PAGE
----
June is LGBT Pride Month, so we’re celebrating all of our pride by feeding babies to lions! Just kidding, we’re talking about lesbian history, loosely defined as anything that happened in the 20th century or earlier, ’cause shit changes fast in these parts. We’re calling it The Way We Were, and we think you’re gonna like it. For a full index of all “The Way We Were” posts, click that graphic to the right there.
Raise your hand if you’ve heard of Virginia Woolf. That ought to be about 99% of you feministas. Now keep your hand raised if you’ve heard of Orlando, the novel she wrote about her lesbian lover. Is your hand still up? If it is, can you name Virginia’s muse for that book? (Pro tip: yes, because she’s the title of this post).
Vita Sackville-West not only inspired a great piece of 20th century literature, but was also pretty awesome herself: she was an acclaimed poet, author, journalist and gardener; had an open marriage, countless lesbian lovers, and sometimes cross-dressed. Aren’t you glad you’ve heard of her now?
But let’s backtrack. Vita (christened Victoria Mary Sackville-West) was born into aristocracy in 1892, and didn’t meet Virginia until the 1920s as part of the London-based literary collective known as the Bloomsbury Group.
Her first foray into lesbianism happened while at school, with a friend, Rosamund Grosvenor. Their affair continued even after Vita became engaged in 1912 to her future husband, Harold Nicolson: “It did not seem wrong to be… engaged to Harold, and at the same time so much in love with Rosamund”. Rosamund was also passionately in love with Vita, and the two exchanged (rather racy) letters . Excerpt: “I want to feel your soft cool face coming out of that mass of pussy fur like I did last night.”
In 1913, Vita married Harold and her affair with Rosamund ended. There were indications she was growing tired of her dear Roddie by then, though, saying she had “no personality.” A clear case a lesbian bed death, amirite? (Note: I am probably not right.)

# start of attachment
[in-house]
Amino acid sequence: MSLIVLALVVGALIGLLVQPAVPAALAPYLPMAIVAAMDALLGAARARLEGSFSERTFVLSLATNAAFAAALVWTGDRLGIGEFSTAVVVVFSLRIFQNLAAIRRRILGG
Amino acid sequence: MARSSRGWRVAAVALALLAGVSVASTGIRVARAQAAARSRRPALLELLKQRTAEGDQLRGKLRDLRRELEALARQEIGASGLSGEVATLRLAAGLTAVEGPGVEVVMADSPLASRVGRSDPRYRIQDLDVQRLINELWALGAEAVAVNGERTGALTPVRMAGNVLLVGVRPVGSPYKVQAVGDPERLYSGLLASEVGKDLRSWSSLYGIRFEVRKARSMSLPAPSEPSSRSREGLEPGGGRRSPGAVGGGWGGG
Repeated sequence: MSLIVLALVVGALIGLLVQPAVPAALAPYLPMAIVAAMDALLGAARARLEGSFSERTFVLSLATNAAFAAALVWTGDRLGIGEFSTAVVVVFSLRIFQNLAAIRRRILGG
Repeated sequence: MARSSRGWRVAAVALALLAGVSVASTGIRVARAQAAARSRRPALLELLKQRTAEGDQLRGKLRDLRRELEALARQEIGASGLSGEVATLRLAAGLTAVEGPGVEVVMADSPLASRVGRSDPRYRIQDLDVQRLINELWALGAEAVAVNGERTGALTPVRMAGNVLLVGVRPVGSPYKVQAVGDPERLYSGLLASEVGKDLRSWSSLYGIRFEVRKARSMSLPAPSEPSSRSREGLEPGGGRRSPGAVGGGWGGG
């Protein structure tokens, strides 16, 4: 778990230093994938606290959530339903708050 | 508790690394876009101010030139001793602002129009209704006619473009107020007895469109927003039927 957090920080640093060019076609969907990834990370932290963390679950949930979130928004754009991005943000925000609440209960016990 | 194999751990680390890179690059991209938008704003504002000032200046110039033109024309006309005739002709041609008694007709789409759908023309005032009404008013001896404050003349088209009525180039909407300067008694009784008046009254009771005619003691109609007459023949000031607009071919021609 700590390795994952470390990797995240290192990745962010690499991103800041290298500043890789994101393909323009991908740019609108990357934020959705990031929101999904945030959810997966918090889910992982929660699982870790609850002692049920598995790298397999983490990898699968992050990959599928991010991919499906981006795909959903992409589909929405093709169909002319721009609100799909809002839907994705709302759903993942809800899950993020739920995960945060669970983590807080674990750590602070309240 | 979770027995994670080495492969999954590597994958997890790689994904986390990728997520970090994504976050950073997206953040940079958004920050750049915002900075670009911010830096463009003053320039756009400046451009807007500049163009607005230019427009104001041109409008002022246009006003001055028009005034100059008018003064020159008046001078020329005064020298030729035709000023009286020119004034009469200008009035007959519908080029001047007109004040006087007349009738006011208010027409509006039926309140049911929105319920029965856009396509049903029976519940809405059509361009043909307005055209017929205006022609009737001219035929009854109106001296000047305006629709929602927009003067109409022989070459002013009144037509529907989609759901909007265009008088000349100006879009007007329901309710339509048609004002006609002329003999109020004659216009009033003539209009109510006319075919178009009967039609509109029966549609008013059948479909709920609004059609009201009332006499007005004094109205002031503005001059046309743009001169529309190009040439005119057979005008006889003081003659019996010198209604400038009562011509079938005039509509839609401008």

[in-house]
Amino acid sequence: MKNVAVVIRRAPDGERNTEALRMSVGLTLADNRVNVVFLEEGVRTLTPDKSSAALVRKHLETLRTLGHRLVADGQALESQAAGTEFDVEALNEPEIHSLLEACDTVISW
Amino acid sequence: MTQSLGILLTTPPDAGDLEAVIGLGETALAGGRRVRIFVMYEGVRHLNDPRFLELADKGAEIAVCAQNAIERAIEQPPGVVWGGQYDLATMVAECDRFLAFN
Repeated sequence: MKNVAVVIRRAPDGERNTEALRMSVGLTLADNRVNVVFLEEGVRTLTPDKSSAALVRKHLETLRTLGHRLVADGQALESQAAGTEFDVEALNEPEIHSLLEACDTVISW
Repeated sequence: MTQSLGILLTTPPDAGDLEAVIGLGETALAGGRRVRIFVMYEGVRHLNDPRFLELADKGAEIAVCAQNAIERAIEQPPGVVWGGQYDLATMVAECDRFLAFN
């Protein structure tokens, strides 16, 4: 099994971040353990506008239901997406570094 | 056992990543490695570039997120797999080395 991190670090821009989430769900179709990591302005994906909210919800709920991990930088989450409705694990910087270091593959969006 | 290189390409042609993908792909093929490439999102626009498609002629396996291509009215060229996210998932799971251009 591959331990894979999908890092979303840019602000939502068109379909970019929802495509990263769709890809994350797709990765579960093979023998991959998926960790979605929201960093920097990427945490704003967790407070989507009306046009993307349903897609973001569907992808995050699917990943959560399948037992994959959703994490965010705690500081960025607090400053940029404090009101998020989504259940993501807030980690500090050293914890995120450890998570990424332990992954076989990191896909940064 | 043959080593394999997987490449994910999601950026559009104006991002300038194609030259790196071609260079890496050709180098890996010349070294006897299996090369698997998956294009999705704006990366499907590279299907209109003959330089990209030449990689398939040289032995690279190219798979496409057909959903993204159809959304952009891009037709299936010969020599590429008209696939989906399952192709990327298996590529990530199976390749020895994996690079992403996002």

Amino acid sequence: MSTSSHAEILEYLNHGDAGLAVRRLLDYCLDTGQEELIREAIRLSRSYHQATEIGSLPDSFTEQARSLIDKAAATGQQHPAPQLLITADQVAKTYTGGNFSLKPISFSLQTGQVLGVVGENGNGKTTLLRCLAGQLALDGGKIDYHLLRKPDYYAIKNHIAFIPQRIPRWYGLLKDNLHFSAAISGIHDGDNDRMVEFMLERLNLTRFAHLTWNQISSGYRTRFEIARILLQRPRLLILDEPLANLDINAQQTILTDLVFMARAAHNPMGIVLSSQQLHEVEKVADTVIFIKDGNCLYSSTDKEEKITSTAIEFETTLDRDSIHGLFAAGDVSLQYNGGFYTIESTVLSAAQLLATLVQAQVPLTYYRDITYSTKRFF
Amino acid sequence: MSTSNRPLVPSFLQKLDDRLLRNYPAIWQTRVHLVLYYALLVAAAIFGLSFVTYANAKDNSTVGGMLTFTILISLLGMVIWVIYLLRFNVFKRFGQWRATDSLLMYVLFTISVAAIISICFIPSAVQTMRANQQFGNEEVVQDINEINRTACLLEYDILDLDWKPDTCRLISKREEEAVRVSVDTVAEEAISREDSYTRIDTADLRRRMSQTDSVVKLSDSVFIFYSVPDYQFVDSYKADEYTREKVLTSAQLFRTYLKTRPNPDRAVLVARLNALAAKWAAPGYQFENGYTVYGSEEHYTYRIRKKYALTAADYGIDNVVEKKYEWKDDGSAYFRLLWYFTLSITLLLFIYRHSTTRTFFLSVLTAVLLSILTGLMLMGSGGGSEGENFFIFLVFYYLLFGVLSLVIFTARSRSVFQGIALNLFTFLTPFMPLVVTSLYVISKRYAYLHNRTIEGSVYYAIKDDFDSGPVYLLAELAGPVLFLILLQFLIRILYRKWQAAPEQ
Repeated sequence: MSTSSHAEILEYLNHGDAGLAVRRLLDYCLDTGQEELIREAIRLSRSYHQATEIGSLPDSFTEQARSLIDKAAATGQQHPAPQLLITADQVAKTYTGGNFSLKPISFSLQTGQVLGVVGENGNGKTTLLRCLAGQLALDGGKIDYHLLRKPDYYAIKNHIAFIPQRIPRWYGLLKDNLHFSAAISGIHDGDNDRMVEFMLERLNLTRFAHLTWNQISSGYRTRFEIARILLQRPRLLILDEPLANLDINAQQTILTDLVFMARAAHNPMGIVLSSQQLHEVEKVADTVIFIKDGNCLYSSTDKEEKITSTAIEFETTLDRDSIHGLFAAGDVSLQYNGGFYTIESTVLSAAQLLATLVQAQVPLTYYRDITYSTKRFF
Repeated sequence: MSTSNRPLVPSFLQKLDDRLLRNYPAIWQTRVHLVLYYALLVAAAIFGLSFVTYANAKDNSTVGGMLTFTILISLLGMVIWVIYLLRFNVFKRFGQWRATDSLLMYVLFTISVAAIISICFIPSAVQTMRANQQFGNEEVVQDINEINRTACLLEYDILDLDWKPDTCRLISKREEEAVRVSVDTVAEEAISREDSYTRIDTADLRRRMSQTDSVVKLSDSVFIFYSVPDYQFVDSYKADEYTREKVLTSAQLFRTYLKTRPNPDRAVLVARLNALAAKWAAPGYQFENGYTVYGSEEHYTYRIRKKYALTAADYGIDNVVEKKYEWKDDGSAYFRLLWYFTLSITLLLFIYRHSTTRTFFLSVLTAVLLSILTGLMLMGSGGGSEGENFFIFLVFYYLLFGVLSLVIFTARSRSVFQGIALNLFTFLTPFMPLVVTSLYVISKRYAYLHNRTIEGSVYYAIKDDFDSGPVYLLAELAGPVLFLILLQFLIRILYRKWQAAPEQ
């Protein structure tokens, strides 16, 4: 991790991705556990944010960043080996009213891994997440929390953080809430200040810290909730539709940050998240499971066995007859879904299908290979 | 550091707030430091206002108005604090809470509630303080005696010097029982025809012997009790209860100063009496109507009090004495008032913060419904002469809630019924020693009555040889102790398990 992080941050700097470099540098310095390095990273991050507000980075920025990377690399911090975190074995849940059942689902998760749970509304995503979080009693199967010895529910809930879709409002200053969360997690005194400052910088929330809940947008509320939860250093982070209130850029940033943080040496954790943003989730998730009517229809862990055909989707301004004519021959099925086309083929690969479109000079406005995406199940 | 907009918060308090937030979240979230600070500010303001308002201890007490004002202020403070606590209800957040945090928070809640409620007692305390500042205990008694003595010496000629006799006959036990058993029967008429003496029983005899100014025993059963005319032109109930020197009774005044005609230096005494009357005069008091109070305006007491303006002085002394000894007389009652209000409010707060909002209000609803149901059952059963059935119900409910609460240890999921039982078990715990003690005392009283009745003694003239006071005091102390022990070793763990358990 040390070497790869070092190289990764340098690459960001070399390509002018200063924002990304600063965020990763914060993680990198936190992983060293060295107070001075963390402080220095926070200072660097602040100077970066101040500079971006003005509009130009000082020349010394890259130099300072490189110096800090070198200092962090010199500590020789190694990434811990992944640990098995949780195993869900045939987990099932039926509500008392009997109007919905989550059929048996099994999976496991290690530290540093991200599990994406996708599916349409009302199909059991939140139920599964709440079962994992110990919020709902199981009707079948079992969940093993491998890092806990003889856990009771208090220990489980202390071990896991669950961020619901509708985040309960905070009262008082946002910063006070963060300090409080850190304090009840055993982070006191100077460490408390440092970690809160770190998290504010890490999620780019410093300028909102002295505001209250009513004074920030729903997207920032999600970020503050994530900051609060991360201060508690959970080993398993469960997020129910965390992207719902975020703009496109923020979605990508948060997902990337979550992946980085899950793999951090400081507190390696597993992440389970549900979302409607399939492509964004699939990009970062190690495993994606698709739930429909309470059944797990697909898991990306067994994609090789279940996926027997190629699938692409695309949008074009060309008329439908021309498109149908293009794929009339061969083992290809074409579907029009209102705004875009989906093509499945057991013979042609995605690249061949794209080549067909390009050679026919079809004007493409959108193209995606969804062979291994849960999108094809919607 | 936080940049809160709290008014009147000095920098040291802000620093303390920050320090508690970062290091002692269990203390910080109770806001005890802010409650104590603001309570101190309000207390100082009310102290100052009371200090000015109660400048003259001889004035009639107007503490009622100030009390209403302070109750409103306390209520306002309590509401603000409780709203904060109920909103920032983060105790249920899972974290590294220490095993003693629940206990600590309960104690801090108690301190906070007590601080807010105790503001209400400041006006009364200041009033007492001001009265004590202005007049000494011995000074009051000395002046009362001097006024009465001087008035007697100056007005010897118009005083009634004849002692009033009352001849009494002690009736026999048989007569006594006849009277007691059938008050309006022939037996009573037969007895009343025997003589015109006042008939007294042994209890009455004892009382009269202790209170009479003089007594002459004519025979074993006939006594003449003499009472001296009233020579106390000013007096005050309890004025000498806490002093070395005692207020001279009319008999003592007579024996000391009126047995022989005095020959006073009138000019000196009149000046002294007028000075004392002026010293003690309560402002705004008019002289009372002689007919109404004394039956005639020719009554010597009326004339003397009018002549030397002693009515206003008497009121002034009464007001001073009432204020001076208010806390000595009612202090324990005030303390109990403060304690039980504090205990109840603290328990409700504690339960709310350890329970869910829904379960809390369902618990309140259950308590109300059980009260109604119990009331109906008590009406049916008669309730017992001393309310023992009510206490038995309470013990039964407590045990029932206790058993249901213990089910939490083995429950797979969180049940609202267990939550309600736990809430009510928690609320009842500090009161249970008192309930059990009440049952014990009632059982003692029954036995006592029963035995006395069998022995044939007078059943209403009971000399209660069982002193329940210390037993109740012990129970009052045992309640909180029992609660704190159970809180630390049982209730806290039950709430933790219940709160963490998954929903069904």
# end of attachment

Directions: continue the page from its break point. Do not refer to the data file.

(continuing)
Vita wasn’t just known for her compelling personal life, she also earned a reputation as a writer. She published her first verse drama, Chatterton, in 1909 at just 17; while her first novel was not published until 1919, she had allegedly completed eight novels and five plays before she turned 18.
Vita was not one for monogamy, and she had multiple lovers at once. Violet Keppel (later Trefusis) was another school friend. Even after the two women were married, they continued to see each other and, from 1918 onwards, sometimes eloped together to France, where Vita dressed as a man and called herself Julian. Vita’s novel, Challenge (published in 1923) was supposedly inspired this affair – the male lead being called Julian. The novel’s portrayal of bisexuality was seen as too overt, and it was banned from being published in the UK. Violet became jealous of Vita’s other affairs (most of which I haven’t mentioned, as they are just THAT NUMEROUS), which eventually led Vita to end their relationship.
And then, of course, there is the aforementioned affair with Virginia Woolf, Patron Saint of Women, Defender of Feminism, etc. etc. The relationship between Virginia and Vita has become the stuff of pop culture; for instance, poet laureate (and badass lesbian) Carol Ann Duffy references it in her poem The Kray Sisters. Interestingly, the very moment the novel Orlando was conceived is recorded by Virginia as being October 5th, 1927:
“And instantly the usual exciting devices enter my mind: a biography beginning in the year 1500 and continuing to the present day, called Orlando: Vita; only with a change about from one sex to the other.”
Vita’s son, Nigel Nicolson, calls it “the longest and most charming love-letter in literature,” which is a claim that runs testament to just how deeply their love ran.
The reason Vita stands as such an icon to me is the sheer scope of her achievements. Besides her intriguing persona life, Vita was a prolific writer. She won the Hawthorden Prize for literature twice – once in 1927 for her long narrative poem The Land (which was dedicated to another of her lovers, the poet Dorothy Wellesley) and again in 1933 with her Collected Poems, making her the only person to have won the award twice. Her home in later life, Sissinghurst Castle, has the most visited formal gardens in the UK. In 1946, Vita became a founding member of the National Trust and also started a column for The Independent newspaper about gardening.
By the time she died in 1962 – despite living through a time of social conservatism – Vita had succeeded in living a life involving more lesbian lovers and literary accomplishment than most can only dream of, and was more than just Virginia Woolf’s lover. Her life seems best summed up by Nigel Nicolson in his book A Portrait Of Marriage, about his parents’ open marriage:
“She fought for the right to love, men and women, rejecting the conventions that marriage demands exclusive love, and that women should love only men, and men only women. For this she was prepared to give up everything.”